Keeping dancers on their toes

Keeping dancers on their toes
“The physical rigors of ballet are as great as in any other sport, and participants have the injury rate to prove it,” says Jeff Russell, assistant professor of dance science at UCI. Photo: Steve Zylius

(PhysOrg.com) -- New technique allows MRIs of ballet dancers en pointe, aiding injury treatment and prevention.

A ballerina’s courage inspired athletic trainer Jeff Russell to switch his specialty from traditional athletes to dancers.

In 2002, he was working in a clinic at Mississippi’s Belhaven College - caring for basketball and football players - when, one day, a petite ballet dancer entered the facility, turning heads.

“She came straight from rehearsal, still wearing a leotard,” Russell recalls. “She was in such pain that she walked right into what was probably an intimidating environment.”

He diagnosed the ballerina with a damaged Achilles tendon and facilitated her eventual recovery with therapeutic treatments and training exercises. Soon, word got out among the school’s dancers that Russell took their injuries and concerns seriously.

“The physical rigors of ballet are as great as in any other sport, and participants have the injury rate to prove it,” he says.

Now an assistant professor of dance science at UC Irvine, Russell is dedicated to the prevention, treatment and rehabilitation of dance-related injuries. He runs a clinic in the Department of Dance and leads a team of student researchers who study such dance maladies as snapping hips, stress fractures, and tendon and muscle strains.

“Dancers endure long rehearsal periods and repetitive body movements,” Russell says. “They also tend to have a higher pain threshold and tolerance for pain than nondancers. Consequently, they experience a lot of injuries.”

But he doesn’t just treat dancers. Russell is at the forefront of dance science research. The journal Acta Radiologica recently published a study of an MRI method he developed for evaluating the ankles of female ballet dancers standing on their toes.

It takes years of training to build up sufficient strength in the feet, ankles, legs, knees and abdomen to dance en pointe, and sprained ankles and tendon damage are common.

The scans, which require subjects to stand still en pointe for two and a half minutes, provide insight into the weight-bearing anatomy of dancers - giving researchers a rare look at how bones, joints and soft tissues are affected by the position.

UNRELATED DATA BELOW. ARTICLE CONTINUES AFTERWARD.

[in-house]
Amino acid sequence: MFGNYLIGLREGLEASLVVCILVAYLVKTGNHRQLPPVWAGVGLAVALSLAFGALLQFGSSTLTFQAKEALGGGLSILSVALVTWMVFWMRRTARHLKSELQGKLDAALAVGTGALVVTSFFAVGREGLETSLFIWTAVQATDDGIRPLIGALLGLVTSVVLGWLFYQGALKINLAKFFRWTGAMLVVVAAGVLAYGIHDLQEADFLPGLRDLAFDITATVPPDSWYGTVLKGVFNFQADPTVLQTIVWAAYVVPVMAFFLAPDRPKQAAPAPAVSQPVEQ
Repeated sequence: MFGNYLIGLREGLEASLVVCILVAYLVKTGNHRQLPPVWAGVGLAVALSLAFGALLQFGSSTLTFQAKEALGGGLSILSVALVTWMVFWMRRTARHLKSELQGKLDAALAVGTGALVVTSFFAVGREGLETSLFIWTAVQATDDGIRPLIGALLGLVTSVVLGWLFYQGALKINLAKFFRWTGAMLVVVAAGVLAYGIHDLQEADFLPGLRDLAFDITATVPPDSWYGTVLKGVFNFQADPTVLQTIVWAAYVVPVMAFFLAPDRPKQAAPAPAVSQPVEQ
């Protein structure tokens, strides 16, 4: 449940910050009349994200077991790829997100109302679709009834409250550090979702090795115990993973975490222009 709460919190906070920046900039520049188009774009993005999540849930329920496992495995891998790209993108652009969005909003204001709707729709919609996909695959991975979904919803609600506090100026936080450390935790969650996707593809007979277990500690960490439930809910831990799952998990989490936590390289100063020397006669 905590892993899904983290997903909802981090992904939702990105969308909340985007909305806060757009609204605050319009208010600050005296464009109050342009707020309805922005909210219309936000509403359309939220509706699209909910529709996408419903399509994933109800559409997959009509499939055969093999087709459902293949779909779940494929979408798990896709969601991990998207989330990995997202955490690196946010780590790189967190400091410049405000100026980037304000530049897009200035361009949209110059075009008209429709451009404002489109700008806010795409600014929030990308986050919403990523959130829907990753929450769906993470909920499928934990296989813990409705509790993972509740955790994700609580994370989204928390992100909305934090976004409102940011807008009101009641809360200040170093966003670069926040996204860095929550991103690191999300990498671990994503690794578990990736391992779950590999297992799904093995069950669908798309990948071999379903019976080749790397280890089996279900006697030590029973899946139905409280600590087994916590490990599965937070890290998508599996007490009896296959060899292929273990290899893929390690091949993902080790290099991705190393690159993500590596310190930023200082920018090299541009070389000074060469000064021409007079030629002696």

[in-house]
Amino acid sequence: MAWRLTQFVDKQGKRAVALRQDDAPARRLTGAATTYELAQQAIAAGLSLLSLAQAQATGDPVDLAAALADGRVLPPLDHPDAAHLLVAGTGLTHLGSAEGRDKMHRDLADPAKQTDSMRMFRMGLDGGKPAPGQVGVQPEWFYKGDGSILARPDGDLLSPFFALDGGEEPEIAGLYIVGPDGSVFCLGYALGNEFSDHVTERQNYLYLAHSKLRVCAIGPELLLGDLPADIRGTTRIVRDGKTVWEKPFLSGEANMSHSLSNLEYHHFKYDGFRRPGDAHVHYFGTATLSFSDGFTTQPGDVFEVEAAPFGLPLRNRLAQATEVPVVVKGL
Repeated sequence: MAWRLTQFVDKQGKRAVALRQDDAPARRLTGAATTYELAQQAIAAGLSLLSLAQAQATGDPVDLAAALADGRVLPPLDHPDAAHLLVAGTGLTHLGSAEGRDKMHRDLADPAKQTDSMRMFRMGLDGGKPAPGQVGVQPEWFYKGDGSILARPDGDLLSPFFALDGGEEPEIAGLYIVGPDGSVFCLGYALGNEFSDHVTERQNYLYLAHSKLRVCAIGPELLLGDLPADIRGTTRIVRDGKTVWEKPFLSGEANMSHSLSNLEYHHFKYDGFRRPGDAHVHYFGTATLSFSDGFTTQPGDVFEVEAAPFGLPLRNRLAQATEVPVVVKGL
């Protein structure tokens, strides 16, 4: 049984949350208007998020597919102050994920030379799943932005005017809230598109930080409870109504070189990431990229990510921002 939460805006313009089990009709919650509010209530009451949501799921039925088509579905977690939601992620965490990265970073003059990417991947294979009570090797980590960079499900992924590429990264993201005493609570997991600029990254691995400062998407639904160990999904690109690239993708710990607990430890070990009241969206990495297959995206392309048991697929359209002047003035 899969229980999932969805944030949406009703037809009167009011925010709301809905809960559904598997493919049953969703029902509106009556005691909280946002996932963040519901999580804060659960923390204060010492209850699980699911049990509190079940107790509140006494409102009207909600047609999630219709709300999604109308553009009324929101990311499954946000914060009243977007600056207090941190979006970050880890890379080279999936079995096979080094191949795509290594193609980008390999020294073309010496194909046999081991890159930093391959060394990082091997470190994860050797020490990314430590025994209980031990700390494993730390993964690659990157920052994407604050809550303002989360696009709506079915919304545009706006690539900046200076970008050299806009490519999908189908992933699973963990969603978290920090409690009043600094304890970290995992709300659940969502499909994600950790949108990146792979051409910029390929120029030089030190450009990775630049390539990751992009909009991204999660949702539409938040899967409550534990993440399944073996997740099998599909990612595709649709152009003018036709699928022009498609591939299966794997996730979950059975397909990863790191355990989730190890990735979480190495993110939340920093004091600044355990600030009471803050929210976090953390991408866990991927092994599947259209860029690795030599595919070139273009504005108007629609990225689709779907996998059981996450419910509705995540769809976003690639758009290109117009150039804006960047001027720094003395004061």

Russell and scientists in England imaged the en pointe ankles and feet of nine female ballet dancers wearing metal-free pointe shoes. An open MRI table was rotated into a vertical position, putting the dancers in an upright, weight-bearing posture. Adjustable wooden blocks were used to support their feet and align their ankles to the scanner.

Later, the researchers - along with colleagues in UCI’s departments of radiological sciences and orthopaedic surgery - analyzed the images and compared the findings to dancers’ reports of pain.

They discovered, among other things, that anatomical variations seen on the MRIs were not necessarily correlated to pain sensation, probably due to the way dancers process pain compared to nondancers.

Moreover, the study demonstrated the viability of the new MRI technique as a means to view the interior of dancers’ ankles and feet when en pointe - shedding light on how the musculoskeletal system responds to dance and furthering progress toward the ultimate goal of reducing injuries.

Russell’s students appreciate his respect and understanding of the art and science of dance.

Shannan Slagle, a senior dance major at UCI, says he has inspired her to pursue a career in physical therapy once she moves beyond professional dance. She conducts research in Russell’s lab, studying joint flexibility and range of motion in dancers’ ankles.

“For a nondancer, he’s very interested in dance terminology and studying us in order to better understand common injuries,” Slagle says. “A lot of times, people don’t realize how strenuous dance is. The goal is to make it look effortless and work past the many physical challenges that come up.”

Amy Quanbeck, a third-year dance major, has taken Russell’s kinesiology course and learned injury prevention exercises from him at the dance clinic.

“Professor Russell regards us as athletes, and he really knows his stuff,” she says. “His intent is to keep us healthy and safe while educating us on injury treatment and prevention.”


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Citation: Keeping dancers on their toes (2010, August 30) retrieved 20 September 2020 from https://medicalxpress.com/news/2010-08-dancers-toes.html
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